Officials also hoped to rescue more than two dozen horses from ranches if the water recedes enough.
Photographer Karl Baden takes self portraits for different reasons that any other person might. His life-long photography project "Every Day" was meant to document his aging, with the first photo taken on Feb. 23, 1987 three decades ago and a daily self portrait taken ever since. Baden, the "Father of the Selfie," says he intends to do the project for the rest of his life.
Treasury Secretary Steve Mnuchin says he would like to see "very significant" tax reform passed before Congress’ August recess, CNBC reported.
In his first television interview since assuming office, Mnuchin told CNBC Thursday that he’s been working closely with leadership in the House and the Senate to get the ball rolling.
Mnuchin said the administration is mostly focused on a middle income tax cut — a pledge that President Donald Trump ran his campaign on. Trump has promised to release a tax plan in the coming weeks.
Mnuchin added that simplification for business is another focus of the administration’s, and said that he’s focused on canceling out any tax cuts for the wealthy with closed loopholes. He said the administration's tax plan should be judged by the economic growth it could create, rather than by the how much tax revenue drops.
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Long before they were called selfies, Karl Baden snapped a simple black and white photo of himself. Then he repeated it, every day, for the next three decades. Baden's "Every Day" project officially turns 30 on Thursday and he says he has no intention of stopping. The stark contemplation on mortality and aging has prompted some to dub the Boston College professor the unwitting "father of the selfie."
Public-facing documents scrubbed from the White House's website shortly after President Donald Trump was inaugurated — including White House visitors' logs, waivers of ethics regulations and a host of other records — still haven't been replaced, fueling advocates' concerns about the new administration's transparency, NBC News reported.
During the first week of February, 31 databases — reporting legally mandated White House payroll reports to Congress, budget documents, White House visitor records and public response documents — were removed from the White House Open Data portal, the platform created to disclose information about 1600 Pennsylvania Avenue and its operations.
The previous presence of the documents was confirmed through publicly available archived versions. Some of the data, preserved by the National Archives and Records Administration, are also available on the White House website of former President Barack Obama.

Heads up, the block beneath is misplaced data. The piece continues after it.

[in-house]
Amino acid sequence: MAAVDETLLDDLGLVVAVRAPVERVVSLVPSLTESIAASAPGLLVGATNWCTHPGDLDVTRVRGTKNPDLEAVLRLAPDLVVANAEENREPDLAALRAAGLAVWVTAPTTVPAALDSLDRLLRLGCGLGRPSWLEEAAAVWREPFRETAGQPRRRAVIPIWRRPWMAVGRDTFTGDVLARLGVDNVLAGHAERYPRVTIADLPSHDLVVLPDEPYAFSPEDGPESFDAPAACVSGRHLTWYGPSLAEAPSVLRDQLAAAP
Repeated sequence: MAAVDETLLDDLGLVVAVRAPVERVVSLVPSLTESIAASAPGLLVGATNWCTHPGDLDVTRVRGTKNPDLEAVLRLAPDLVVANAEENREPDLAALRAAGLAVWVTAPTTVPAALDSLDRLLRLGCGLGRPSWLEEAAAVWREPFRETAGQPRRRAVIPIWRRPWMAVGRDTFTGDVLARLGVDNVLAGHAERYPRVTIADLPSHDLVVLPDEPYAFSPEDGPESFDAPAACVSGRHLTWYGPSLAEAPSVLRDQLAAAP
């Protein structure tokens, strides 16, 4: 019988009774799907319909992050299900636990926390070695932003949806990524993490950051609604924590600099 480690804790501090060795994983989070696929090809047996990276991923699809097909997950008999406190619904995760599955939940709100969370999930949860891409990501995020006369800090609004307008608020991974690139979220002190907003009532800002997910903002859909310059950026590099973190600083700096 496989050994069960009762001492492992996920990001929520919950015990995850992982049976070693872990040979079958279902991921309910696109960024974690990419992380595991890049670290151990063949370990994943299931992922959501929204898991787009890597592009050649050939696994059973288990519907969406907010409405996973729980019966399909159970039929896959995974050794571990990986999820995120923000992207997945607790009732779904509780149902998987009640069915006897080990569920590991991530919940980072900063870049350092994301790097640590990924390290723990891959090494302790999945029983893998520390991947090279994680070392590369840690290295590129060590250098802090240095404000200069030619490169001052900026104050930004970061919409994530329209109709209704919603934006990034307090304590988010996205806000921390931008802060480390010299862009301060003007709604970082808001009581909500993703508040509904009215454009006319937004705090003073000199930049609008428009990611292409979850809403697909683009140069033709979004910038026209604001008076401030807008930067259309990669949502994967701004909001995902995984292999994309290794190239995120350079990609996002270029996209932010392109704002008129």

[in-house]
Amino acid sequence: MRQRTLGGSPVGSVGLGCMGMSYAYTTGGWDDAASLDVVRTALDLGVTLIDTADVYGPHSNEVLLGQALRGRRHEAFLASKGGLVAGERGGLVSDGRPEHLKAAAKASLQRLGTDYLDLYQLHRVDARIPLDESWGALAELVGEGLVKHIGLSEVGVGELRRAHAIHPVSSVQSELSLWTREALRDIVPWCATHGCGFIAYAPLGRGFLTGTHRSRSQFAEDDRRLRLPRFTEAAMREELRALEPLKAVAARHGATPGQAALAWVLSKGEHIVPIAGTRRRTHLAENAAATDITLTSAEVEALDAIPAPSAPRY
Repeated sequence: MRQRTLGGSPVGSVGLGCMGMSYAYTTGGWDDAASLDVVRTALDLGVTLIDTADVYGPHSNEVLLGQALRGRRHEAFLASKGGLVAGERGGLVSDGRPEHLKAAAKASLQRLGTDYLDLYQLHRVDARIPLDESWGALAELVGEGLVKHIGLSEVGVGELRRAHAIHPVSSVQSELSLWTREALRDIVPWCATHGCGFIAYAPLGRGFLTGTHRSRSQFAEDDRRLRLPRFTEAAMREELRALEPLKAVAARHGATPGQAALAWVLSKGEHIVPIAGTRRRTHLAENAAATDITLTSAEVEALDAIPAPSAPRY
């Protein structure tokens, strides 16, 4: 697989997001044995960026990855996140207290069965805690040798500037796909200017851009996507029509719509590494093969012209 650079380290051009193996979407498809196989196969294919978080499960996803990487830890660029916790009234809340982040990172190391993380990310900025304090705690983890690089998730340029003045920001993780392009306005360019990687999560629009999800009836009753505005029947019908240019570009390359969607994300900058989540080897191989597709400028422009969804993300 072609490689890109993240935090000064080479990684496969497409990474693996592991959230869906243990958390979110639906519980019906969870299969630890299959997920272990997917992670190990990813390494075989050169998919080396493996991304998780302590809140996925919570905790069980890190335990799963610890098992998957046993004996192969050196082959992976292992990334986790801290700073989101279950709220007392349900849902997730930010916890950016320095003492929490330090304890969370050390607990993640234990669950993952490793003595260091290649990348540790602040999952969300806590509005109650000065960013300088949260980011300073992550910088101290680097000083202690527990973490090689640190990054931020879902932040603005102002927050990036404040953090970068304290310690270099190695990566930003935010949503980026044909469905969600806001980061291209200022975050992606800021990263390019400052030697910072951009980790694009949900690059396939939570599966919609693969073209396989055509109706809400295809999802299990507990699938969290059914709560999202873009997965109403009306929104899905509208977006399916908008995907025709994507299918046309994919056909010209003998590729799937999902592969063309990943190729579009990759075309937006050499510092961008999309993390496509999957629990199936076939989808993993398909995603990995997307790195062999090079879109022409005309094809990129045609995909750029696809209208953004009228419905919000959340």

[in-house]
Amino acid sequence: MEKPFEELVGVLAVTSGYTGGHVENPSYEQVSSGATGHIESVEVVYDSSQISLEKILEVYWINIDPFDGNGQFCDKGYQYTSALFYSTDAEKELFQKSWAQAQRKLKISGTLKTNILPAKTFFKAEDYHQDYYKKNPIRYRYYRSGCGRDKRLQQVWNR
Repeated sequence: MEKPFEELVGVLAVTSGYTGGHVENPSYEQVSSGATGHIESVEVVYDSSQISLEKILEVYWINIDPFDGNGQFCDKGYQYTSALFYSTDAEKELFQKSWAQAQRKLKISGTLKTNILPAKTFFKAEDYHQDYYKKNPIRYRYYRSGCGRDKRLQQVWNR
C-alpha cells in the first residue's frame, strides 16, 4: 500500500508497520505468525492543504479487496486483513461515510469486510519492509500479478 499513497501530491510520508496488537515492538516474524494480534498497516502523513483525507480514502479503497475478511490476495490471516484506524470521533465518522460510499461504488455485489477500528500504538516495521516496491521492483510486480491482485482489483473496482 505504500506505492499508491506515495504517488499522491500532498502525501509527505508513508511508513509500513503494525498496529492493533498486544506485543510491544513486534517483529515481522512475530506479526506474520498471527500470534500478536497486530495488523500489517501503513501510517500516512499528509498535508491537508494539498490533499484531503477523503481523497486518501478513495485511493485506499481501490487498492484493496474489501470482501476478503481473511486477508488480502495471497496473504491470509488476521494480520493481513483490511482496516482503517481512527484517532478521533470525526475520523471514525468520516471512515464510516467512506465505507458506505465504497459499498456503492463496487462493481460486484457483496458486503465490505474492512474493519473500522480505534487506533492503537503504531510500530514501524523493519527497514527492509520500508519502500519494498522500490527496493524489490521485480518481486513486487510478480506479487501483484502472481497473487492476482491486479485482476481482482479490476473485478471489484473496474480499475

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Transgender students on Wednesday lost federal protections that allowed them to use school bathrooms and locker rooms matching their gender identities, as the Trump administration stepped into a long-simmering national debate.
The administration came down on the side of states' rights, lifting Obama-era federal guidelines that had been characterized by Republicans as an example of overreach.
Dozens of people, including children, were arrested early Thursday after clashing with Southern California police outside a home where a Los Angeles policeman fired a single round during an off-duty tussle with a 13-year-old boy.
Hundreds of people had gathered hours earlier after videos surfaced showing the incident between the officer, whose identity has not been released, and a group of youths.
The incident occurred Tuesday over ongoing issues with children walking across the officer's property in Anaheim, a police spokesman told The Orange County Register.
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Kick off the Sunday shoes: Dancing in public is now legal throughout Henryetta, Oklahoma.
City leaders voted Tuesday to abolish an ordinance on dancing, the Tulsa World reported. The dance ordinance, with a penalty of $25, prohibited dance halls within 500 feet of a church or public school.
In February, resident Joni Insabella decided to host a dance above her store, which is within 500 feet of a church. The city's Chamber of Commerce posted about the event and called Insabella a rule breaker on Facebook and accused her of getting special treatment, because of her husband, who's the city's attorney.